Brian Rudman is a NZ Herald feature writer and columnist.

Brian Rudman: Good old days point way to Labour future


Return of 'Mattiavelli' fulfils 'bit of mongrel' forecast and brings back the memories ...

David Cunliffe. Photo / APN
David Cunliffe. Photo / APN

When David Cunliffe seized the leadership of the Labour Party last September, commentators predicted he would bring "a bit of mongrel" to a lacklustre Opposition. With the surprise appointment of former Alliance president Matt McCarten as his chief of staff, he has done just that.

He also sends a clear reminder to the 800,000 registered voters - many in solid Labour areas - who did not bother to vote in 2011 of Labour's working class roots.

With McCarten as the new Rasputin of the Labour Party and Richard Prebble assuming a similar role in National's rightwing puppet party, Act, the upcoming election is making me nostalgic for the monumental battles that raged through the late 1980s for control of the prized Labour seat of Auckland Central.

In the incumbent's corner during that long tussle was Rogernome and senior Cabinet minister Prebble and his formidable henchmen, headed by the legendary Gene Leckie.

Leading the invaders was a young leftwing union upstart, Matt McCarten.

At that time, the battle for the hearts and minds and control of the Labour Party was being played out up and down the country, but nowhere more determinedly than in Auckland Central.

And that was largely because of the single-minded, self-belief of McCarten who refused to give up, even when his allies in the wider party organisation and union movement gave in.

Light fuses were pulled and halls thrown into darkness at crucial meetings, punches were thrown, people fell down stairs and were carted off to hospital.

In a later memoir, McCarten recalls telling Prebble, "We're here to support you, Richard". Prebble scowled and said, "Yeah, like a hangman with a rope".

After McCarten's appointment this week, Labour's president and campaign chief during the successful Helen Clark era, Mike Williams, quipped that Cunliffe's choice was either a stroke of brilliance or of lunacy.

Certainly keeping the reins on McCarten is going to be a task for Cunliffe. In the 1980s, his Hotel and Hospital Workers' Union boss Rick Barker - later an MP - dubbed his young sidekick "Mattiavelli". According to McCarten, it was a term of endearment; I guess it depends whose side you were on.

The role of chief of staff was instituted under Geoffrey Palmer's brief prime ministership. It was funded through new leaders' budgets, paid by the Parliamentary Service.

It has been left to each leader to decide what the role entails, but traditionally it involves running the leader's office, liaising with MPs, the party and other parties. Plenty of scope for a Mattiavelli.

The job has also traditionally been a backroom role, holders going out of their way to keep out of the public eye.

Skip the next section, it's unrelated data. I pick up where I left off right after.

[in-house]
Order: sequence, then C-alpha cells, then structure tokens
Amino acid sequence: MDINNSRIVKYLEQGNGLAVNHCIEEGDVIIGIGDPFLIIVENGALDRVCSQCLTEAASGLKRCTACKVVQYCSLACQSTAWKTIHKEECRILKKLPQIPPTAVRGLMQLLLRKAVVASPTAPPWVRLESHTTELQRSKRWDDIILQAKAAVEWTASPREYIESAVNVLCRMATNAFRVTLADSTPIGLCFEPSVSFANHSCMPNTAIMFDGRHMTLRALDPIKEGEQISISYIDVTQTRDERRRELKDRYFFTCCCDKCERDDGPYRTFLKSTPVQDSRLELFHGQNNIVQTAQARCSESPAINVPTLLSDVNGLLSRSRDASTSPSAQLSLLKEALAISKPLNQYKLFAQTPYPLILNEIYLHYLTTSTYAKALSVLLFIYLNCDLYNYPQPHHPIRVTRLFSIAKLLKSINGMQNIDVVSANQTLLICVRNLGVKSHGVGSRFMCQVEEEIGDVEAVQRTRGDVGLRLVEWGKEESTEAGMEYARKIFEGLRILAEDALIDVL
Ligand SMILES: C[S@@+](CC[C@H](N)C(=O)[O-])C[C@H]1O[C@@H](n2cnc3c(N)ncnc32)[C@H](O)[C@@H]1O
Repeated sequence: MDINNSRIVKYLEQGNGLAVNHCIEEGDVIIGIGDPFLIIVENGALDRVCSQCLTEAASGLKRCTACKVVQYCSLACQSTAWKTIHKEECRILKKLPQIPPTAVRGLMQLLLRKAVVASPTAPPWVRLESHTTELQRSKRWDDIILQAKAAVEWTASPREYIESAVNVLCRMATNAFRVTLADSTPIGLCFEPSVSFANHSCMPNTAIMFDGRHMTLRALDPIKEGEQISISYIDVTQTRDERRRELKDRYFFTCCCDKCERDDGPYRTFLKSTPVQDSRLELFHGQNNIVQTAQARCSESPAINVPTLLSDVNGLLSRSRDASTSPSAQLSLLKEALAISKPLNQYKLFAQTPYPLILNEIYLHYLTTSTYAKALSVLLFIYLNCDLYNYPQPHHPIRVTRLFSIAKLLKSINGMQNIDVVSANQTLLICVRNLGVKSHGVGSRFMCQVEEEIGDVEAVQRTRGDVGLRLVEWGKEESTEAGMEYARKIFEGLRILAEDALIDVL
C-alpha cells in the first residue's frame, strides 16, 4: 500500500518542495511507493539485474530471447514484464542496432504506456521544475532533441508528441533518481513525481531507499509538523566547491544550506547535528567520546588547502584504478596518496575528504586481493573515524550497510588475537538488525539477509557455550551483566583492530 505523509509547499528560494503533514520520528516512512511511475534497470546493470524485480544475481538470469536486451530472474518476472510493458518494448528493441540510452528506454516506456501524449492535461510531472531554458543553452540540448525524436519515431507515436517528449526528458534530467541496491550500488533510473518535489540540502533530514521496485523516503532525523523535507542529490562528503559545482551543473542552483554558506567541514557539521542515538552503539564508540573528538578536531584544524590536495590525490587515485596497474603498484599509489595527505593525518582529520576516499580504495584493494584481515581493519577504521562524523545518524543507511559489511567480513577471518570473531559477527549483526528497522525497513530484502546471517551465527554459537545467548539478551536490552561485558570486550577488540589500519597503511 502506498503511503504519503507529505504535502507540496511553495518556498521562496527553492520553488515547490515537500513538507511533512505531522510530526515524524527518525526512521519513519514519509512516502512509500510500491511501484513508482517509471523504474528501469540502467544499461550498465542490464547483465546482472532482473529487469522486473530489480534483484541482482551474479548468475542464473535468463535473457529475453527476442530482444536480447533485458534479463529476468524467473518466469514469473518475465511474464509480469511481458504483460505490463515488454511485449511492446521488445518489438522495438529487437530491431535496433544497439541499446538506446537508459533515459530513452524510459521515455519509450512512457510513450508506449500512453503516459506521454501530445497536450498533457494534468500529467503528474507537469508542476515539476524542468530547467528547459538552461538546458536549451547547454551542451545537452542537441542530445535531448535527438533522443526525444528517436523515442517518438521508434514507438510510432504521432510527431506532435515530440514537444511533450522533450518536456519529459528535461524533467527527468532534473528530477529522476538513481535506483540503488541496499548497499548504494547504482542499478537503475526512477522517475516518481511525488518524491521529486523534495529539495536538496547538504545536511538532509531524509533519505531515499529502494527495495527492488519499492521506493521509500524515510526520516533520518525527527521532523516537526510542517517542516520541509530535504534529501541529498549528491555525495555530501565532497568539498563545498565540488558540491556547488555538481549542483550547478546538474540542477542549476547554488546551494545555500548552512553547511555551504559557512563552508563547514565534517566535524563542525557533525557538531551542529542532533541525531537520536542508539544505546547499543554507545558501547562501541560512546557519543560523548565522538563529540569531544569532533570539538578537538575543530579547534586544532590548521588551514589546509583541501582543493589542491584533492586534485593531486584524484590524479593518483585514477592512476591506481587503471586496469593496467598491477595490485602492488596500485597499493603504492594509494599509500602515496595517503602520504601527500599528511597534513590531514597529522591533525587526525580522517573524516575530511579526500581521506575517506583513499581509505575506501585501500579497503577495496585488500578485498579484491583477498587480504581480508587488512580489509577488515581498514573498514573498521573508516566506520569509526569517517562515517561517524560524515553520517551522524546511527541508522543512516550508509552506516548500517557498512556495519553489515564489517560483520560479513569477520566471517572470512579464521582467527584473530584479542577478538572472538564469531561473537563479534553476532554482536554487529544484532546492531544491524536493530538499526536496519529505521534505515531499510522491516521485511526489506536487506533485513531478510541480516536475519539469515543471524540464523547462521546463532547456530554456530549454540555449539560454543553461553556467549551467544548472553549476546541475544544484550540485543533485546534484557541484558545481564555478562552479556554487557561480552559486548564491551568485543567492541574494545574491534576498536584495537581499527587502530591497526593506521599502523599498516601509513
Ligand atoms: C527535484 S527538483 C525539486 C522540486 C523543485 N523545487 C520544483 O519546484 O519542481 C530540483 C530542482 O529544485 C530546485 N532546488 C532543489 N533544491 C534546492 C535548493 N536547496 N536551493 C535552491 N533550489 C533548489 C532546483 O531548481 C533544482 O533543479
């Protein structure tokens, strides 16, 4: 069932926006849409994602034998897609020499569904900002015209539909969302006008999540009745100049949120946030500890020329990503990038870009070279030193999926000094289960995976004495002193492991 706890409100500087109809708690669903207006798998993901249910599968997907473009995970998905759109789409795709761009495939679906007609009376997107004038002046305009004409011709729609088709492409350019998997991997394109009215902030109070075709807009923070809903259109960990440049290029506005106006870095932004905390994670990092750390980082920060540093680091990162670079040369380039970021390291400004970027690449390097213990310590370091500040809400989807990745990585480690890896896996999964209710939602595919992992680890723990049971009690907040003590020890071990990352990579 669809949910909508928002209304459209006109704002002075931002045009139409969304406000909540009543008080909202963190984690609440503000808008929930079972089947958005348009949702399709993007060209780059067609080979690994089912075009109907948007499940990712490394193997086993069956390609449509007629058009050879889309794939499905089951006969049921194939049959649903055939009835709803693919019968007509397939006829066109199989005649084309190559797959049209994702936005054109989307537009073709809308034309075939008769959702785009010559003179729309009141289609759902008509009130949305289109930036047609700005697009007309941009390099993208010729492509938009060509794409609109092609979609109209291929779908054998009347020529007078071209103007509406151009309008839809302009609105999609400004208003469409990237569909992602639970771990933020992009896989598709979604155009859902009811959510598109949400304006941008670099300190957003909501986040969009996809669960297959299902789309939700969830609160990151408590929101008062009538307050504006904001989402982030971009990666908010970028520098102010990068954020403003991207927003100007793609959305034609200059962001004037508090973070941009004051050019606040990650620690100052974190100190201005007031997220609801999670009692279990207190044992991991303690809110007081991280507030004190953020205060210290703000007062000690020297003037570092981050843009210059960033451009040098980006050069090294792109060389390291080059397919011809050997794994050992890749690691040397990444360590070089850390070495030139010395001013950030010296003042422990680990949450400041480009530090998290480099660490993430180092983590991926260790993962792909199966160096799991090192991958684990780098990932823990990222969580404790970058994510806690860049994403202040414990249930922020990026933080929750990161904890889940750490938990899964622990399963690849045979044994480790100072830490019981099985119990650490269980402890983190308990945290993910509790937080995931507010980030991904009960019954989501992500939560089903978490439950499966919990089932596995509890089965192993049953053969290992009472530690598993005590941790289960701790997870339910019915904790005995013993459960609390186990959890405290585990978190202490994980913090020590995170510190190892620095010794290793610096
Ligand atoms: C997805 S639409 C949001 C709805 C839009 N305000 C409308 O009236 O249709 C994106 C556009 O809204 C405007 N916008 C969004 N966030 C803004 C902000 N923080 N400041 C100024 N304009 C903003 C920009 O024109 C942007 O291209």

But having taken the risk of bringing the rebel back into the fold, it would surely be a waste to restrict McCarten to the role of parliamentary super-bureaucrat.

If there's one thing Labour needs it's his help in gaining better brand recognition in the upcoming election.

Over the past decade, with his Unite Union, McCarten has demonstrated his talent for attracting the young and the poor to become involved in political action for their own good.

It's something the Labour Party in 2011 failed to do. Not only did 800,000 or more people not vote, but nearly a quarter of those who voted for Labour candidates then cancelled out their vote by giving their party vote to the Greens or New Zealand First or whoever.

Labour got 35 per cent of the candidate vote, but only 27 per cent of the party vote.

Whether from behind the scenes, or on the front line, McCarten's ability to nudge the traditional "working class" out of their apathy shouldn't be wasted.

He said as much in his Herald on Sunday year-end wrap-up column on December 29. In retrospect, it reads like an application for his new job.

Cunliffe, he wrote, had "made the fight competitive and invigorated the party. The byelection win in Christchurch was huge".

"If he can manage his relationships with possible coalition partners and get his constituency to the polls, he will be prime minister next Christmas."

- NZ Herald

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Brian Rudman is a NZ Herald feature writer and columnist.

Brian Rudman's first news story was for Auckland University student paper Outspoke, exposing an SIS spy on campus during the heady days of the Vietnam War. It resulted in a Commission of Inquiry and an award for student journalist of the year. A stint editing the Labour Party's start-up Auckland newspaper NZ Statesman followed. Rudman decided journalism was the career for him, but the NZ Herald and Auckland Star thought otherwise when he came job-hunting. After a year on the "hippy trail" overland to London, he spent four years on Fleet St with various British provincial papers. He then joined the Auckland Star, winning the Dulux Journalist of the Year award for coverage of the 1976 Dawn Raids against Polynesian overstayers. He has also worked on the NZ Listener, Auckland Sun, and since 1996, for the NZ Herald as feature writer and columnist. He has a BA in History and Politics.

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